Man, did our team ever deliver! We put out the ten suggested names for scrutiny. I remember catching the nervous look on Dave’s face as we engaged in an extremely vigorous debate over each name candidate. But after about an hour, I suggested we each vote.

But after a lively back and forth, we eliminated all but two of the names.

The next day, a smaller group reconvened and after thinking about it for a night, we all agreed on Verity. It was the name that just seemed to fit. It was an easy choice.

Verity means the quality or state of being true or real. It is the word that verify is derived from.

That concept really spoke to us. Being truthful, honest and acting with integrity is a critical part of our core values. We liked the idea of naming ourselves after one of our fundamental creeds.

Of course, I took some ribbing about it. Shortly after we announced the name, the latest James Bond movie had Madonna playing a character named Verity. Many people asked if we had named our credit union after her. My husband asked me why we chose a name that most west coast people can’t pronounce (we tend to be lazy with our t’s and say things like wadder, ledder and veridy instead of water, letter and verity). We did get our share of member complaints. Change is hard.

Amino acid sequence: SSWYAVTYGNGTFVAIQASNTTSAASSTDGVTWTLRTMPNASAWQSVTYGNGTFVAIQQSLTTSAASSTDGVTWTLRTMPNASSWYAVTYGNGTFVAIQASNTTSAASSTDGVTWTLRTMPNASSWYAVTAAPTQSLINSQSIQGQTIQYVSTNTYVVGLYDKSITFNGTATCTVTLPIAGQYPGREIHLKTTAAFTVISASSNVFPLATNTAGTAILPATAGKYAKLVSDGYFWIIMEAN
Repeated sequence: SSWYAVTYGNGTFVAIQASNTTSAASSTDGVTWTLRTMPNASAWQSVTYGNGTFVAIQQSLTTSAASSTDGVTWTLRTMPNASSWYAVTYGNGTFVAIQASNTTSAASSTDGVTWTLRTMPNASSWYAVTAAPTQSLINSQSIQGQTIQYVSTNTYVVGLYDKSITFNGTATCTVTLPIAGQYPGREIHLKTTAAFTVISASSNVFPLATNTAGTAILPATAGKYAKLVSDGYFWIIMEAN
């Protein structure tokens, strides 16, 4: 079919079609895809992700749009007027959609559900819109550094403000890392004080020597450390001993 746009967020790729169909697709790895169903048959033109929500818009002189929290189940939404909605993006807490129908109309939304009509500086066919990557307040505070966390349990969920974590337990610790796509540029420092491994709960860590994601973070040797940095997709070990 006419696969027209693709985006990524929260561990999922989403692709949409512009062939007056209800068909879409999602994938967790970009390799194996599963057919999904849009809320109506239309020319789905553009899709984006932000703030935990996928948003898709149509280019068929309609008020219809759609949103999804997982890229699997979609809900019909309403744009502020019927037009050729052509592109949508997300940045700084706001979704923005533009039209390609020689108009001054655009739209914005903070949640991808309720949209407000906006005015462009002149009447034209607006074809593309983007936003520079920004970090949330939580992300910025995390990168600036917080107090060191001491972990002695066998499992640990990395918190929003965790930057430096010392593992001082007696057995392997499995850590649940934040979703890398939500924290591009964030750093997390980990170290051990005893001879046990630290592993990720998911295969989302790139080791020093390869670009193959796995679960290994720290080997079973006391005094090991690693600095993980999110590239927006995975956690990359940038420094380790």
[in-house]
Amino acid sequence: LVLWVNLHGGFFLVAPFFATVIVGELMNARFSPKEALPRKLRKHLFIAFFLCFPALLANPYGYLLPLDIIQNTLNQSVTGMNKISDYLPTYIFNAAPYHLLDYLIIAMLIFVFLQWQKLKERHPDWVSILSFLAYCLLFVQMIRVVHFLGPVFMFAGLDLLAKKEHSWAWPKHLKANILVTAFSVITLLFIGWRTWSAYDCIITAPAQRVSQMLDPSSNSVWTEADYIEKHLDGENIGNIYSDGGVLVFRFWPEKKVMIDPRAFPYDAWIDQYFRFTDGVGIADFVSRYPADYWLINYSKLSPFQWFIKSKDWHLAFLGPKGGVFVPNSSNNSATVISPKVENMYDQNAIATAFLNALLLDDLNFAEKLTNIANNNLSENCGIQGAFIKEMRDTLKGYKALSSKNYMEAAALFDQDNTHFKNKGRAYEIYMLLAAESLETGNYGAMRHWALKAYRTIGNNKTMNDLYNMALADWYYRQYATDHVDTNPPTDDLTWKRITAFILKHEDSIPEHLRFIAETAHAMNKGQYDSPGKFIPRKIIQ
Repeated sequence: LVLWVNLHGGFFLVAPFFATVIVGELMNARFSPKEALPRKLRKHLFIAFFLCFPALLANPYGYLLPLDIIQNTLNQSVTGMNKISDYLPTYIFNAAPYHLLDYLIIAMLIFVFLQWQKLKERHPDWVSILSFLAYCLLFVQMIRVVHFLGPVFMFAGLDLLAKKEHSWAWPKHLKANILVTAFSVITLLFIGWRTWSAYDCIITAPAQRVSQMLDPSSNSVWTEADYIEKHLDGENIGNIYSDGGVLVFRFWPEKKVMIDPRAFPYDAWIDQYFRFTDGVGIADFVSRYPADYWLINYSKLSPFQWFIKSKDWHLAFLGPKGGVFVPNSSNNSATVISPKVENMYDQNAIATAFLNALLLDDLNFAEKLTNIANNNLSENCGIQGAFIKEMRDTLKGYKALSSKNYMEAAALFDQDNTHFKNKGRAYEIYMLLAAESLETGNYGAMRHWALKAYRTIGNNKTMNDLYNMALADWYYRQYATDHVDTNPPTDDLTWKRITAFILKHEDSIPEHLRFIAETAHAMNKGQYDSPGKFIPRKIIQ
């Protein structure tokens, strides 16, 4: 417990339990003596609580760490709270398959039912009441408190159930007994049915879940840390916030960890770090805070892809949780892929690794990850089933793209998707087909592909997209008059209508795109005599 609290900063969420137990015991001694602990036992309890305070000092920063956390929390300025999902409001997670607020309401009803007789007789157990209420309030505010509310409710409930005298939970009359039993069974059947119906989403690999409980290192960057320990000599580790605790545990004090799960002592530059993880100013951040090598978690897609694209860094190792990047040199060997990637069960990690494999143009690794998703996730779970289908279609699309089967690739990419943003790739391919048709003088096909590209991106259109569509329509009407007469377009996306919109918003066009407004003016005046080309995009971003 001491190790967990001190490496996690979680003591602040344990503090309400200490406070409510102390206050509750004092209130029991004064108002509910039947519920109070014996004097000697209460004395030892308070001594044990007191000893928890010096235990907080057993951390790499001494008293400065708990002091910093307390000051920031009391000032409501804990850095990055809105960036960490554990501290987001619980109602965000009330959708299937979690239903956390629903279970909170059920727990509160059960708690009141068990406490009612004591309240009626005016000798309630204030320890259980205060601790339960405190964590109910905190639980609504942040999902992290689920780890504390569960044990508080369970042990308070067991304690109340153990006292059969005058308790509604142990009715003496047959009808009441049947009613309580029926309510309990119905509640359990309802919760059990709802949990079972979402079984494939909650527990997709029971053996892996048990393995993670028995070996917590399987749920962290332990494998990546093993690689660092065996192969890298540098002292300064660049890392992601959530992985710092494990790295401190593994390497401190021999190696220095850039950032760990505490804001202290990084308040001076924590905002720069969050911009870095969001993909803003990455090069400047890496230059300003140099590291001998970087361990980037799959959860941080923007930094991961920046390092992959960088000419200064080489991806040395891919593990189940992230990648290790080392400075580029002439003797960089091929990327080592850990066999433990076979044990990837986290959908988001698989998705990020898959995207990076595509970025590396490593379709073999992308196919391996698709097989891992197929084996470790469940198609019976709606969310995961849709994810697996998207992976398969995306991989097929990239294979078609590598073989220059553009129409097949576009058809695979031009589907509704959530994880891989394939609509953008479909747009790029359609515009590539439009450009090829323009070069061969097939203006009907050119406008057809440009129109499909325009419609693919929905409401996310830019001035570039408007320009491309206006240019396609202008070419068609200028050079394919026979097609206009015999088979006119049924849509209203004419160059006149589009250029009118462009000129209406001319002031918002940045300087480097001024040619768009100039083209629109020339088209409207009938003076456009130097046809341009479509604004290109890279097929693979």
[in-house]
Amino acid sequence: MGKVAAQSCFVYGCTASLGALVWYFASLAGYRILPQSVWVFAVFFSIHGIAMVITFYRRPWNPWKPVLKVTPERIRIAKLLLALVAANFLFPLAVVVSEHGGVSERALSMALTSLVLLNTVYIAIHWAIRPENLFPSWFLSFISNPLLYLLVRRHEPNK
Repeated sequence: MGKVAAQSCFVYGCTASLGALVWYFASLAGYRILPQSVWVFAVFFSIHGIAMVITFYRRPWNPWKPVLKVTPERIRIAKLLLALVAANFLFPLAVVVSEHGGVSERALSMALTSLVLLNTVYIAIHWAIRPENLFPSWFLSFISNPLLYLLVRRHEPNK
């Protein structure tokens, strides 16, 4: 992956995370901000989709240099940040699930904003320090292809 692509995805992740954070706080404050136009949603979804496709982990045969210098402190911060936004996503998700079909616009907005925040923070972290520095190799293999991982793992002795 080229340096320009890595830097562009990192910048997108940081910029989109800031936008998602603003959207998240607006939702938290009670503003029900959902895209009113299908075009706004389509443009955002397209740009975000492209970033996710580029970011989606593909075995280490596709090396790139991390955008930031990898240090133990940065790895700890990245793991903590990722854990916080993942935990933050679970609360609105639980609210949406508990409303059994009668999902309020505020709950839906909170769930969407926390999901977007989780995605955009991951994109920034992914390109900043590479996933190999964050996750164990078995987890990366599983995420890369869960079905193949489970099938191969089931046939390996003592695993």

But four years later, we have a name that our members have come to appreciate and our staff has come to love.

Do I, like everyone else, have an opinion on Red Canoe or Prevail? Well, I know the president and marketing person over at King County Credit Union and they are good people. So I don’t wish any negative press on them. I do have to admire Weyerhaeuser’s spunk in choosing a name as different and memorable as Red Canoe. I guess at the end of the day, I am just thankful we made our change before the invention of the blog.

Shari Storm

No biography available.

7 Responses

  1. Denise Wymore says:


    Thanks so much for sharing the story of your name change and being so honest. You make a great point—very few people like change, and agreeing on a name is like taking a group of people to Blockbuster Video and asking them all to agree on one movie.

    I like that “verity” is a real word too. Made me look it up and I shall now use it in sentences.

    Go Big V!

  2. Laurel McJannet says:

    I still remember feeling disbelief and surprise sitting in the theater watching “Die Another Day,” and hearing Madoona say oh-so-dramtically, “My name is Verity.” It was one of those “DOH!” moments. Thanks for the memories, Shari. 🙂

  3. Terrell says: